Tangled up with verbs

A good post by PJ Parrish at Kill Zone Blog: Tangled Up With Verbs

Parrish starts off more or less like this:

You’d think this would be easy. Pick a noun, pick a verb. Repeat until you’ve written oh, about 300 pages that might resemble a novel.

But it’s not easy. Verbs are the lifeblood of what we do. The good ones juice up our writing and help readers connect with our plots and characters.

Next time someone asks me how to write a novel, I may say, Pick a noun, pick a verb. Repeat until you’ve written 300 pages that resemble a novel.

Parrish goes on:

But verbs are on my mind also because a friend, novelist Jim Fusilli, posted on Facebook a terrific article by music producer Tony Conniff called “In Praise of Bob Dylan’s Narrative Strategies…and His Verbs.”

Now, I am not a huge Dylan fan, but I do appreciate that he is a poet. (officially). And as I read Conniff’s analysis of the song “Tangled Up In Blue,” I understood how powerful the right verb in the right place can be. Take a look at just one verse of the song:

She was married when they first met
Soon to be divorced
He helped her out of a jam,
I  guess, but he used a little too much force

They drove that car as far as they could
Abandoned it out West
Split up on a dark sad night
Both agreeing it was best

She turned around to look at him
As he was walkin’ away
She said this can’t be the end
“We’ll meet again someday on the avenue”

Tangled up in blue.

Conniff says that most of the story is conveyed in vivid verbs — the action, drama, conflict and emotion. “The verbs tell the story,” he writes, “the story of how being with this other woman, probably for a one-night stand, led his thoughts back to the one he couldn’t forget or let go. Every verse, every chapter of the story, leads back to the same woman and the same impossible emotional place—Tangled Up In Blue.”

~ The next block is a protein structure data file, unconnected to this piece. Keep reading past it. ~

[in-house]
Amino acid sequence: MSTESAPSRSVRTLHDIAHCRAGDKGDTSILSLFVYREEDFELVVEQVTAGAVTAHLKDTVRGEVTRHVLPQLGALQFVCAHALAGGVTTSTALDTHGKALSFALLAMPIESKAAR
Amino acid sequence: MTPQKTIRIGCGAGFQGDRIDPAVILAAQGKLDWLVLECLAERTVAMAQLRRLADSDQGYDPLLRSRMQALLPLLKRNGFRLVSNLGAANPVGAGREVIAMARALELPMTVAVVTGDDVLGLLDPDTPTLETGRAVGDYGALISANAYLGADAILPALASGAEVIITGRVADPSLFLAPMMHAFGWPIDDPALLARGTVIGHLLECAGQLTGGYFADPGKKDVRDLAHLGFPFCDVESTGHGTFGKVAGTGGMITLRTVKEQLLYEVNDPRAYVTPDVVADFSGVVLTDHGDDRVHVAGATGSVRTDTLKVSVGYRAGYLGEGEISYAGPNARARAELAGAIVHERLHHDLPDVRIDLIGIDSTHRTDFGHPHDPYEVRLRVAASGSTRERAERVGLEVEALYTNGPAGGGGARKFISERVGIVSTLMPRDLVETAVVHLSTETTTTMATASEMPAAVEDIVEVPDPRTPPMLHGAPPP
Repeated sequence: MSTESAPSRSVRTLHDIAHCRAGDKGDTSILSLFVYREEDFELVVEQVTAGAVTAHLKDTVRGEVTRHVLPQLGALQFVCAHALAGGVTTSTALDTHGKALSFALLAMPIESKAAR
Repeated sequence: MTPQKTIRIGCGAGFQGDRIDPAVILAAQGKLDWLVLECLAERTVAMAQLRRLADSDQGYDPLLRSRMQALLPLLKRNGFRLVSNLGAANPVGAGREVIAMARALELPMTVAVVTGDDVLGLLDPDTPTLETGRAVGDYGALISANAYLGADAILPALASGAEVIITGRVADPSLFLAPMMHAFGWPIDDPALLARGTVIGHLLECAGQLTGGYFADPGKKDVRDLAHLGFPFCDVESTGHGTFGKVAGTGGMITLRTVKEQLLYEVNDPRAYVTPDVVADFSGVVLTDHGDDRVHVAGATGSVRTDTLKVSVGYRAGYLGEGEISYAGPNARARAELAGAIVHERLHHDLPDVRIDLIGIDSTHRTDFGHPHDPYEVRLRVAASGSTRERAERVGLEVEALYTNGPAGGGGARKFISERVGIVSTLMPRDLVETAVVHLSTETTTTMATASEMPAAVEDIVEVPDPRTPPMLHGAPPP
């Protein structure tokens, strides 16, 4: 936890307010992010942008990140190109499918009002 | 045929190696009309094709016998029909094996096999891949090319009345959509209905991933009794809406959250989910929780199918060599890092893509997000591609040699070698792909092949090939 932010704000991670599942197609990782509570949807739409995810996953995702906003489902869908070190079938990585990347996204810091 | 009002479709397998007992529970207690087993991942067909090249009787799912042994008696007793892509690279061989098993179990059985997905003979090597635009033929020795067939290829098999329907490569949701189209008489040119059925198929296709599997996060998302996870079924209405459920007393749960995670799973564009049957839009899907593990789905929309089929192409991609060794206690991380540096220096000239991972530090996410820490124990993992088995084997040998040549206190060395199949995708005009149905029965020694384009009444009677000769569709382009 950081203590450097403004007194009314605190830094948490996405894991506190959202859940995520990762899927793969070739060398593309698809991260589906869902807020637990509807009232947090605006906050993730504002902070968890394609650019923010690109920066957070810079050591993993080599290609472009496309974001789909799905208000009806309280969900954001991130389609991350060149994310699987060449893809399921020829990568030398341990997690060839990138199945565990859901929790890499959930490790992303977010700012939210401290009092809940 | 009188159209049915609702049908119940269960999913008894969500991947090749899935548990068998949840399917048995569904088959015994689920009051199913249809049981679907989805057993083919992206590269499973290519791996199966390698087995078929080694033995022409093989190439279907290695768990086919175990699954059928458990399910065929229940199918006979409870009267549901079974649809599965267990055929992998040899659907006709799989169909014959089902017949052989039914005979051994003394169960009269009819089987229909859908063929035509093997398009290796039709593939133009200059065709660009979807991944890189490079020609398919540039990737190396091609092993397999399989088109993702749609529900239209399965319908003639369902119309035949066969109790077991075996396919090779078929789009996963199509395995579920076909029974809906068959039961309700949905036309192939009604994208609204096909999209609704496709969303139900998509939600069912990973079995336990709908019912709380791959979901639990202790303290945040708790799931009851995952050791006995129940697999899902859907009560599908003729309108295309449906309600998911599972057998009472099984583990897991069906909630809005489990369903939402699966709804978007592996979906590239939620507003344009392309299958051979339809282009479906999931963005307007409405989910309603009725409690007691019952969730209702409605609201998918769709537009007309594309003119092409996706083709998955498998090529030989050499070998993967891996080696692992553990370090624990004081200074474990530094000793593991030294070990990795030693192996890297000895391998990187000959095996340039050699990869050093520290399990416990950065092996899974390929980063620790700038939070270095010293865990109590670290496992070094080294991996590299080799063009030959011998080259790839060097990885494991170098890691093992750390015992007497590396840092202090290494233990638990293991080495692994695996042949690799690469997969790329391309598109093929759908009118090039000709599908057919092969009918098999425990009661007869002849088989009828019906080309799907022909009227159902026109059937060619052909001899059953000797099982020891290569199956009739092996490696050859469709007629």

Now this poetry analysis is a really neat way to look at verbs, and I like the observation that the story is conveyed by the verbs. Although I think “married” here, and probably also “divorced,” are participial adjective rather than actual verbs.

Parrish goes on:

The right verb gives your story wings. The wrong verb keeps it grounded in the mundane.

Now here’s the caveat. (You know I always throw one out there.) Not every sentence you write needs a soaring verb. “Said,” as we’ve said over and over, is a supremely useful verb that, rightfully so, should just disappear into the backdrop of your dialogue. And in narrative, when you’re just moving characters through time and space, ordinary verbs like “walked,” “entered,” “looked” do the job. If you try to make every verb special, you can look pretentious and, well, like you’re trying to hard. Sometimes, smoking a cigar is just smoking a cigar.

Good advice, basically!

I’ll add an important caveat to the caveat: Said does not always disappear. If the author doesn’t take care, it can be as obtrusive as tags like “he expostulated.”

I know I have said that before. Oh, here is that post. THIS is how said can become obtrusive. My post was all about dialogue tags, not verbs. Click through and re-read this post and I think you will agree that said can be obtrusive.

Parrish has a lot more about verbs, though. He picks out a bunch of paragraphs from various books by different authors and looks at the verbs. I enjoy that — I should do something like that. Imagine how different verbs would be in Pride and Prejudice vs a hard-boiled detective novel, say.

Plus an exercise! The kind I actually like! Pick one:

Let’s use the poor old verb “walk” as a lesson here. Your character is a sophisticated spy entering the Casino de Monte-Carlo to meet the evil villain Emilio Largo. He’s not just walking in; it’s a grand entrance that sets up the next plot point. How do you describe this?

  1. He walked into the casino and paused when he spotted Largo at the baccarat table with his mistress Domino.
  2. He walked haughtily into the casino but then came to an abrupt stop when he saw Largo at the baccarat table. He had to take it slow, assess the man and the situation.